# Solution of Linear Congruence/Existence

## Theorem

Let $a x \equiv b \pmod n$ be a linear congruence.

$a x \equiv b \pmod n$ has at least one solution if and only if:

$\gcd \set {a, n} \divides b$

that is, if and only if $\gcd \set {a, n}$ is a divisor of $b$.

## Proof

Consider the linear congruence $a x \equiv b \pmod n$.

Suppose $\exists x_0 \in \Z: a x_0 \equiv b \pmod n$.

Then $\exists y_0 \in Z: a x_0 - b = n y_0$ by definition of congruence.

Thus $x = x_0, y = y_0$ is a solution to the linear Diophantine equation $a x - n y = b$.

On the other hand, if $x = x_0, y = y_0$ is a solution to the linear Diophantine equation $a x - n y = b$, then it follows that $a x \equiv b \pmod n$.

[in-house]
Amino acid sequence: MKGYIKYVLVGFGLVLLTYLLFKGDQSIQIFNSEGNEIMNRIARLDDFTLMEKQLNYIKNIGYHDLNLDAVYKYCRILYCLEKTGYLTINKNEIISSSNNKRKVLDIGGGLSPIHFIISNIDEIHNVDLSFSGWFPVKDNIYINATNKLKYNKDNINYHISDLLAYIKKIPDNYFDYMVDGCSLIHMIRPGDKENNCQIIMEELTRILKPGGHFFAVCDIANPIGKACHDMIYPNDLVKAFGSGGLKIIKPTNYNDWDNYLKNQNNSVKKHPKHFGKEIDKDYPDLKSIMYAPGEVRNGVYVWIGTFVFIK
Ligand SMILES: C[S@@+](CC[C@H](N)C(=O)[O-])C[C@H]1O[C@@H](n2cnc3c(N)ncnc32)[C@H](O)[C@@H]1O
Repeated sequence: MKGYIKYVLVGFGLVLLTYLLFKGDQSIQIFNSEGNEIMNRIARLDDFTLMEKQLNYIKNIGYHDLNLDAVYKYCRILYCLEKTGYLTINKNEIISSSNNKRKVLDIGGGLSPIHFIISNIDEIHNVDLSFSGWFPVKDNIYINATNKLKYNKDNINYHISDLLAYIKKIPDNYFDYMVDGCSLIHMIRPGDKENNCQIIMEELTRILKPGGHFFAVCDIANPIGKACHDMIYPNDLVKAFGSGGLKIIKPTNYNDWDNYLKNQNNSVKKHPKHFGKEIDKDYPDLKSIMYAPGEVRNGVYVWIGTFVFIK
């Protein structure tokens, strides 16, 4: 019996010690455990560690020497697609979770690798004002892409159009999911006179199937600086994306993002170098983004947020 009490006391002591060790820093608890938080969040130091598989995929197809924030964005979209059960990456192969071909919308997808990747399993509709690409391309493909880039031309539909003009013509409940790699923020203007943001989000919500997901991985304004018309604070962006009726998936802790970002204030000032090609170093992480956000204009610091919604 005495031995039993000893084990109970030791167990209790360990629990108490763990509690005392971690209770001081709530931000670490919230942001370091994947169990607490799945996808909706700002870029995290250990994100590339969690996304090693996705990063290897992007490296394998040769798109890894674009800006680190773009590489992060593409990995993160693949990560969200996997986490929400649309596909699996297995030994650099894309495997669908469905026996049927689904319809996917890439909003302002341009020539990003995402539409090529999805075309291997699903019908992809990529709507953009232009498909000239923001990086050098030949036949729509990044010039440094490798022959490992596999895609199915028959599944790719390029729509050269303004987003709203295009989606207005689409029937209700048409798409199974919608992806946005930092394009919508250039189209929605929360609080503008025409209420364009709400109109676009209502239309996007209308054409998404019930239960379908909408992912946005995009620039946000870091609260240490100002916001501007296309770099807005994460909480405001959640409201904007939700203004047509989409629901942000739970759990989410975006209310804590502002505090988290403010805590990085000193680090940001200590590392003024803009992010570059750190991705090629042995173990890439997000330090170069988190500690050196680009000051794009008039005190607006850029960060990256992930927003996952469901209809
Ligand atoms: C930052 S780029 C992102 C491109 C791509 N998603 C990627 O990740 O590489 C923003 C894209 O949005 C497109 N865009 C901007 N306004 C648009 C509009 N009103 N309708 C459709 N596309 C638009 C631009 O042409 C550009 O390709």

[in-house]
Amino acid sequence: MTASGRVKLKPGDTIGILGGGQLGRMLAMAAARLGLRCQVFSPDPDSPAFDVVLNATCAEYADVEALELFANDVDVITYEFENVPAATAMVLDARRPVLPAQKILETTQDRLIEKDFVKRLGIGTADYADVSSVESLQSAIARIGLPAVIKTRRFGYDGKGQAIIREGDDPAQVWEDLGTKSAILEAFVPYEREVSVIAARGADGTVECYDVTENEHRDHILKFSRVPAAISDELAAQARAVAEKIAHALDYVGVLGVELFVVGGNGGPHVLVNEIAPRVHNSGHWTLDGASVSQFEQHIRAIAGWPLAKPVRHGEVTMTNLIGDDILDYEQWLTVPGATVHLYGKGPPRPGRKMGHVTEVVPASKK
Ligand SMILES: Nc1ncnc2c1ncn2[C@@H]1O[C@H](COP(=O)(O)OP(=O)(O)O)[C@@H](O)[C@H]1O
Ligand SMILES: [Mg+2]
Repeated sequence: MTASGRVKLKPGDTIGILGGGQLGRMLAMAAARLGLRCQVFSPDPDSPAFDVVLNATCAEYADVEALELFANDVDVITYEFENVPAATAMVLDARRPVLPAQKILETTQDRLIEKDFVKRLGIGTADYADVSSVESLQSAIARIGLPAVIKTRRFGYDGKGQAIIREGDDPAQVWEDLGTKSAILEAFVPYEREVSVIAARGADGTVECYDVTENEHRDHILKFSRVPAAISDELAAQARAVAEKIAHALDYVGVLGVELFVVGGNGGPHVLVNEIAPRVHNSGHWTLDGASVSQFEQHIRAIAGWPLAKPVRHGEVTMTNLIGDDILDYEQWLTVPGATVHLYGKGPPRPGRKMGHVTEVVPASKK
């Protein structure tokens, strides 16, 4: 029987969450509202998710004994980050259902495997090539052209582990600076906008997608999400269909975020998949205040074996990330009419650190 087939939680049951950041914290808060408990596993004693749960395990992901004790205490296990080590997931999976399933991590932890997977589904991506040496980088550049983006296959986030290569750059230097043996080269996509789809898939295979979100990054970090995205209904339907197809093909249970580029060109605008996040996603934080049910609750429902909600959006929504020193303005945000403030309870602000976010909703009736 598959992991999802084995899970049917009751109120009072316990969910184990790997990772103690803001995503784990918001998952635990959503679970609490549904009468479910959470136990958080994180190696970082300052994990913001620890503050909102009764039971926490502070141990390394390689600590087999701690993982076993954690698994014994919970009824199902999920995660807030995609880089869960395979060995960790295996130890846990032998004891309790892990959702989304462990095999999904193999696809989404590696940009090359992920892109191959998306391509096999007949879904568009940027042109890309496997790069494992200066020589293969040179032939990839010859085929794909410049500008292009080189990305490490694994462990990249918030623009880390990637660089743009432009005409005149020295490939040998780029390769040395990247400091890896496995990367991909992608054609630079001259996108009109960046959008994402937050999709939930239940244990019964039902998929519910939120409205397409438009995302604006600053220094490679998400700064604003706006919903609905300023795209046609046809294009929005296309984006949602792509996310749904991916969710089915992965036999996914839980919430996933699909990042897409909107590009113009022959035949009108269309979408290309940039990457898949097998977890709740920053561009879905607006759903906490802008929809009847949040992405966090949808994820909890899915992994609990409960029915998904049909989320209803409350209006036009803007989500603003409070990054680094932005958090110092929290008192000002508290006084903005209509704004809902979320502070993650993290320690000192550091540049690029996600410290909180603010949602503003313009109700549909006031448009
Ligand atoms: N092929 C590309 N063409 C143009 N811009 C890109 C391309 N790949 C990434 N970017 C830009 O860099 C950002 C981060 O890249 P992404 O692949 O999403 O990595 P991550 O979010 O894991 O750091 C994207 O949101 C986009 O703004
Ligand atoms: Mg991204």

Hence:

the problem of finding all integers satisfying the linear congruence $a x \equiv b \pmod n$

is the same problem as:

the problem of finding all the $x$ values in the linear Diophantine equation $a x - n y = b$.

The linear Diophantine equation $a x - n y = b$ has at least one solution if and only if:

$\gcd \set {a, n} \divides b$

Hence the result.

$\blacksquare$